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  • Writer's pictureC. Kershaw


Lately, I 've been pondering voices. Internal voices, that is, voices that speak to us when we least expect it and don't want to hear them. This has been a struggle for me all my life. I'm not talking about audible voices. There are those among us who fight that very difficult battle each day. Instead, the voices I hear are voices of discouragement, disparagement, and failure. They roll around in my head--far more frequently than they should. Last week I attended a meeting. On the way home and throughout that evening, they started in--"you talked too much, you spoke too soon, you're annoying-- everybody hates you, nobody likes you, maybe you should just go eat worms" (ok, a little hyperbole but I think you get what I mean). I worked at battling those viscious taunts, but it was a long night.

Literature is full of voices, which is one of the reasons I loved being a high school English Lit teacher. Stories allow you to trace the voices other people hear, and understand the role internal voices play in our universal human experience. Truly, everyone hears voices. Some prompt us to be pompous or arrogant (those are generally the voice of insecurity). Some encourage us to complain or be critical (that is the voice of perfectionism). Other voices tear away at our purpose, God's plan for our lives, or the place He's got us planted. All these kinds of voices are the handiwork of Satan himself. All of them are designed to cut deep.

When I was in high school, I had no clue internal voices existed. It never occurred to me that my thinking might be flawed by my own misperceptions. The voices I listened to led me down many paths of pain and rebellion. One of them told me I was massive, gargantuan. Six months later, after eating only 700 calories a day for weeks on end, I had lost 50 pounds. The voice told me to keep pushing, run more, eat less. I needed to be thinner. The dire results of putting my body through such dramatic stress probably triggered my thyroid cancer. How I wish I had not listened.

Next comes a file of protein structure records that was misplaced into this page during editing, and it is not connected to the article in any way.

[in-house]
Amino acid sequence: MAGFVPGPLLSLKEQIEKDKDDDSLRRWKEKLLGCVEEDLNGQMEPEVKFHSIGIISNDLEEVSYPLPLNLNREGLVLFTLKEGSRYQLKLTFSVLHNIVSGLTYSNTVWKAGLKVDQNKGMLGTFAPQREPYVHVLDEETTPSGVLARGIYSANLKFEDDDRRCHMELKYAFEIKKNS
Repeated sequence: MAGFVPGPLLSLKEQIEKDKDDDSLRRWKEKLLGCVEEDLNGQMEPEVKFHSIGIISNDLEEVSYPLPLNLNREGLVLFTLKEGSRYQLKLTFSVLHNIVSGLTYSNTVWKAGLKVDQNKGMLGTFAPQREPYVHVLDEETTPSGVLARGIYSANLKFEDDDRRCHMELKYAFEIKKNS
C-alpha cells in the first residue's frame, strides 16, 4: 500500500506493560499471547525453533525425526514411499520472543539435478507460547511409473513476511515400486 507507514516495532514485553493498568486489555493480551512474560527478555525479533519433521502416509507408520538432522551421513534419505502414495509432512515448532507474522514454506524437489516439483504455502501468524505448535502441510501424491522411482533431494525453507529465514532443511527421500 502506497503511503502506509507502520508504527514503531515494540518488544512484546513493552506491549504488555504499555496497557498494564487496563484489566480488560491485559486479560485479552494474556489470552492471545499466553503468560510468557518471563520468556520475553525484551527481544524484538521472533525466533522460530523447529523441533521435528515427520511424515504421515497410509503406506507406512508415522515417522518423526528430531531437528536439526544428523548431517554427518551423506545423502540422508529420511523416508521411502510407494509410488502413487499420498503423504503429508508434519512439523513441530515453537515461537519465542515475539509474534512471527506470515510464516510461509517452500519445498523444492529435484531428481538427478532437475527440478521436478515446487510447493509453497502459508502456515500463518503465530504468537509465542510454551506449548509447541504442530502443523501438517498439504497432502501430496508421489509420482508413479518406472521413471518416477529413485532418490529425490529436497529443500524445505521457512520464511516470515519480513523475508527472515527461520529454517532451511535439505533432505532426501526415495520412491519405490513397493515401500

Jesus has graciously shown me through the years that as one of His sheep, I must listen only to His voice. In John 10: 27-28, He makes it clear,; "My sheep hear my voice, and I know them, and they follow me. And I give unto them eternal life; and they shall never perish, neither shall any man pluck them out of my hand."

How do we distinguish God's voice? That is a sanctification skill. The first step is to intake lots of God's Word. Jesus, incarnational in every way, speaks like God speaks throughout the Gospels. He literally talks God's language, and if you read close (might haul out that red-letter edition), you begin to recognize it. Jesus speaks truthfully, gently, and directl, with clarity and calm. His goal in each conversation is life and growth. He does not call people names or undermine their identity (He created them)! Instead, He calls them to abundant life. Understanding who is speaking is the key to understanding who you should listen to. When you hear Jesus--yes, listen everytime. When you hear the mean cutting voice of your Enemy--nope. Never.

Confronting voices, especially the voice of a liar, is a full-on 2 Corinthians 10 kind of battle. The great news is that no matter what type of warrior we are, we've already won. Our victory has been paid for by the blood of Jesus Christ. When we focus on Christ, taking the other voices in our lives captive and coming close to Him, we experience victory.

Ironically, another voice that spoke to me has left me slightly deaf. It was a voice that said, as a disc jockey in college, it was a smart plan to put the headphones on and crank up the board all the way when I played my favorite songs. This plan has left me with a hearing deficit that can complicate conversations and comprehension. Sometimes I interrupt people because I can't hear low tones well, and I think they have finished talking. In noisy settings and large groups, I find myself vaguely smiling. This strange face is code. Honestly, I'm not really getting you.

There's not much I can do now about that hearing loss, except ask the Lord to move it. Sometimes I pray for that. A little deafness in certain areas of my mind would prove very helpful indeed.

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